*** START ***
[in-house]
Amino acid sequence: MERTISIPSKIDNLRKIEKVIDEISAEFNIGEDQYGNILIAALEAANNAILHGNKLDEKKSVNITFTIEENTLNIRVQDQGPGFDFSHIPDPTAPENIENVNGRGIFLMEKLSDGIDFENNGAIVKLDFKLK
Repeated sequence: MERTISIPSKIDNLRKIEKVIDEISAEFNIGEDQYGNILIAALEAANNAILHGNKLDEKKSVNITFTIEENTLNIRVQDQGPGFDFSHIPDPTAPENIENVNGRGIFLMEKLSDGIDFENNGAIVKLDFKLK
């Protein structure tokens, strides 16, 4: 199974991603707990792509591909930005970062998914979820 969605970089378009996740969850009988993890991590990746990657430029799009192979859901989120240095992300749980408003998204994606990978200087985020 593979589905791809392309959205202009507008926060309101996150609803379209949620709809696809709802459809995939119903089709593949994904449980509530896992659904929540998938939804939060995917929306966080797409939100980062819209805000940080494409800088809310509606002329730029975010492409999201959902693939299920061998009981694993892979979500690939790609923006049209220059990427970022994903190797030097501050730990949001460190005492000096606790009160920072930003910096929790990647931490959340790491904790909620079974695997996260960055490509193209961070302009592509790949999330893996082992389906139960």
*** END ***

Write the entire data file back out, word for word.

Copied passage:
[in-house]
Amino acid sequence: MERTISIPSKIDNLRKIEKVIDEISAEFNIGEDQYGNILIAALEAANNAILHGNKLDEKKSVNITFTIEENTLNIRVQDQGPGFDFSHIPDPTAPENIENVNGRGIFLMEKLSDGIDFENNGAIVKLDFKLK
Repeated sequence: MERTISIPSKIDNLRKIEKVIDEISAEFNIGEDQYGNILIAALEAANNAILHGNKLDEKKSVNITFTIEENTLNIRVQDQGPGFDFSHIPDPTAPENIENVNGRGIFLMEKLSDGIDFENNGAIVKLDFKLK
């Protein structure tokens, strides 16, 4: 199974991603707990792509591909930005970062998914979820 969605970089378009996740969850009988993890991590990746990657430029799009192979859901989120240095992300749980408003998204994606990978200087985020 593979589905791809392309959205202009507008926060309101996150609803379209949620709809696809709802459809995939119903089709593949994904449980509530896992659904929540998938939804939060995917929306966080797409939100980062819209805000940080494409800088809310509606002329730029975010492409999201959902693939299920061998009981694993892979979500690939790609923006049209220059990427970022994903190797030097501050730990949001460190005492000096606790009160920072930003910096929790990647931490959340790491904790909620079974695997996260960055490509193209961070302009592509790949999330893996082992389906139960």